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Subscribe to this list via RSS Blog posts tagged in war between monotheism and polytheism

Posted by on in Culture Blogs
Curse You, Narendra Modi

Curse you, Narendra Modi.

You're shooting all my nice, simplistic binaries to bloody red rags.

Monotheism = narrow-minded, intolerant, exclusionist.

Polytheism = broad-minded, accepting, inclusionist.

Here's a nice, pat example of Binary-Think that I suspect many pagans are familiar with. History provides us with just enough buttressing examples to make it look almost convincing.

Then along comes bloody-minded Indian premier Narendra Modi with his anti-Muslim Hindutva-Think, thus proving—insofar, at least, as Hinduism may be said to be polytheistic—that polytheists are just as capable of narrow, intolerant, exclusionary thinking (and behavior) as any monotheist.

As if we didn't already know as much from our own community.

Of course, we could make excuses.

We could say: Hinduism isn't really polytheist.

We could say: Hindutva isn't Hinduism, it's a misuse of Hinduism.

We could say: They're not real Hindus.

These, of course, are the same lame, unsatisfying excuses that everyone else makes when their co-religionists act badly.

Or, with a little more thought, we could say: In the policies of the Indian Right we see polytheism aping monotheism at its worst.

We could say: Here we see polytheism reconceived monotheistically.

Last modified on
Thirteen Reasons Why Monotheism Is Better Than Polytheism

Monotheism is better than polytheism because...

...it's easier. With monotheism, you never have to waste time wondering “Which god?” You'll already know.

...it's cheaper. Gods are like children: the more you have, the more it costs to keep them all happy. Think of what you could do with all that extra time and money.

...it's more unifying. Having different gods is just one more thing for people to fight about. Imagine how much more peaceful and conflict-free the world will be when everyone, everywhere, worships the same god!

...it's simpler. Think how much simpler life will be when humans are the only beings that have rights. In polytheism, you always have to be worrying about the rights of animals, trees, stones, rivers, mountains. In a monotheist world, you can forget about all that. They don't have any.

...it's more psychologically healthy. In a polytheist world, you always have to be thinking about relationships. In monotheism, on the other hand, you only have to look out for Number One.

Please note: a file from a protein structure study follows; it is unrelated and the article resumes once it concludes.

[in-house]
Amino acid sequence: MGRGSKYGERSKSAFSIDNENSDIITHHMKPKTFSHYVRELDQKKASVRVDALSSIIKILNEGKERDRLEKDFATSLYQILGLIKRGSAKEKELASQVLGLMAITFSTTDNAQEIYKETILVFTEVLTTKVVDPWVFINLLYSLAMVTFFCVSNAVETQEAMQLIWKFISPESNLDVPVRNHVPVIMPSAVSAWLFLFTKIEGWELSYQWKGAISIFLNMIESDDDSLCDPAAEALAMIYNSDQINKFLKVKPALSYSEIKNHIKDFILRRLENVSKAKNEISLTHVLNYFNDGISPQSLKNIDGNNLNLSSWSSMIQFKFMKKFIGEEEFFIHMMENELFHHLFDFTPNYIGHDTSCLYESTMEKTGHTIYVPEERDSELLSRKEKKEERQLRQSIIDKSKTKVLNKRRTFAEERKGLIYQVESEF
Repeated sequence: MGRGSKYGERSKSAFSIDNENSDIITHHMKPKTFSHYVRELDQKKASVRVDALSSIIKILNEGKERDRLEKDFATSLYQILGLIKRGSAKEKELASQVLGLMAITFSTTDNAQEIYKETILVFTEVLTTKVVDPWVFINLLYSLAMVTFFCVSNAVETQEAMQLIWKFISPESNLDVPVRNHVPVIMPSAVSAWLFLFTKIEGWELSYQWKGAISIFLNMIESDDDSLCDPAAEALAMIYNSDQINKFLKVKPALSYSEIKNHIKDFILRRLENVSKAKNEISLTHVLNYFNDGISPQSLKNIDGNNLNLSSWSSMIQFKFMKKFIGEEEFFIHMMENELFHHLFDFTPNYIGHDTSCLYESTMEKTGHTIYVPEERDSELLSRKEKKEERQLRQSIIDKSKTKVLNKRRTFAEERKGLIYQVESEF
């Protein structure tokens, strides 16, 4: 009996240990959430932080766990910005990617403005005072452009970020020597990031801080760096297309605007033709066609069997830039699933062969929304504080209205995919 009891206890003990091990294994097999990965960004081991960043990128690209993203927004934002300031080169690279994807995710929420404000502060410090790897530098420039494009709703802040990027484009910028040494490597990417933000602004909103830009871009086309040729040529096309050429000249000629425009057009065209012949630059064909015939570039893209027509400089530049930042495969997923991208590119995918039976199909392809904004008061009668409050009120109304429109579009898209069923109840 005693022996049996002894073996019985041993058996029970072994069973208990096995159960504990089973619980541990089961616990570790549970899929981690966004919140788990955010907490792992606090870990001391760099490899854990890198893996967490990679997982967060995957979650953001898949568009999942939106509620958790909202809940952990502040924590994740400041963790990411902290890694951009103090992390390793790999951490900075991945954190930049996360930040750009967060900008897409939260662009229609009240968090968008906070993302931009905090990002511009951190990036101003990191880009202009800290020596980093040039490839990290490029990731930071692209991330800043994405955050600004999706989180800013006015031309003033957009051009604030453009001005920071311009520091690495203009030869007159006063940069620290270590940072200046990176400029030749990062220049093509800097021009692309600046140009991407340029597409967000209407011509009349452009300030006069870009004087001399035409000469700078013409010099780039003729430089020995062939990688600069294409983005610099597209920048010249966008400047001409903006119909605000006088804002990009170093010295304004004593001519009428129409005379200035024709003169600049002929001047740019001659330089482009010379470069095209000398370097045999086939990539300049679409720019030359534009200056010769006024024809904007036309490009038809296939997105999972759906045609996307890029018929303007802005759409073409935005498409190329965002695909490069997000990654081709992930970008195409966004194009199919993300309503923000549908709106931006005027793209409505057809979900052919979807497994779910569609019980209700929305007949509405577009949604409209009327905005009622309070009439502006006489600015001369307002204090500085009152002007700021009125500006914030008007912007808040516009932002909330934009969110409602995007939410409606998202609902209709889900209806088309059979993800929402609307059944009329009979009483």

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Recent Comments - Show all comments
  • Steven Posch
    Steven Posch says #
    "Do we know the number of the gods? "It would be rash to say that we do. One should be content with a reasonable number." (Ezra Po
  • Steven Posch
    Steven Posch says #
    It's worth remembering that "polytheism" and "monotheism" are both terms coined by a monotheist (Philo of Alexandria). For pagans
  • Steven Posch
    Steven Posch says #
    I would contend that all fully-realized paganisms are, in effect, ethnic religions. (Let me leave aside for the moment just how fu
  • Murphy Pizza
    Murphy Pizza says #
    Quite a few good zingers in there! I will say this -- I think the gods and how many and who prays to whom is the least important

Posted by on in Culture Blogs
Polytheism: The Solitary Vice?

It's a Golden Age of polytheist publishing.

To incisive works such as John Michael Greer's World Full of Gods and Steven Dillon's A Case for Polytheism, we can now add W. D. Wilkerson's Walking with the Gods, in which 24 (counting Wilkerson herself, 25) contemporary polytheists tell their own stories. It's a pioneering, and invaluable, study of Polytheism-as-Lived in the modern world.

Sigh. If only the news were better.

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Recent Comments - Show all comments
  • Anthony Gresham
    Anthony Gresham says #
    We have several ethnic churches in my area. Lebanese, Greek, and Armenian; all of them hold annual food festivals that are well a
  • Lizann Bassham
    Lizann Bassham says #
    Thank you. Insightful and helpful to me as someone working in a multi-faith/interfaith institution. Both as a writer and theologi

Posted by on in Culture Blogs
Last modified on
Recent Comments - Show all comments
  • Rebecca Buchanan
    Rebecca Buchanan says #
    I wonder if it was both a name and a title? Or one evolved from the other? (Consider how many surnames in English are derived from
  • Greybeard
    Greybeard says #
    My resident language expert points to several biblical references to "this Jezebel" or "That Jezebel" over several centuries and c

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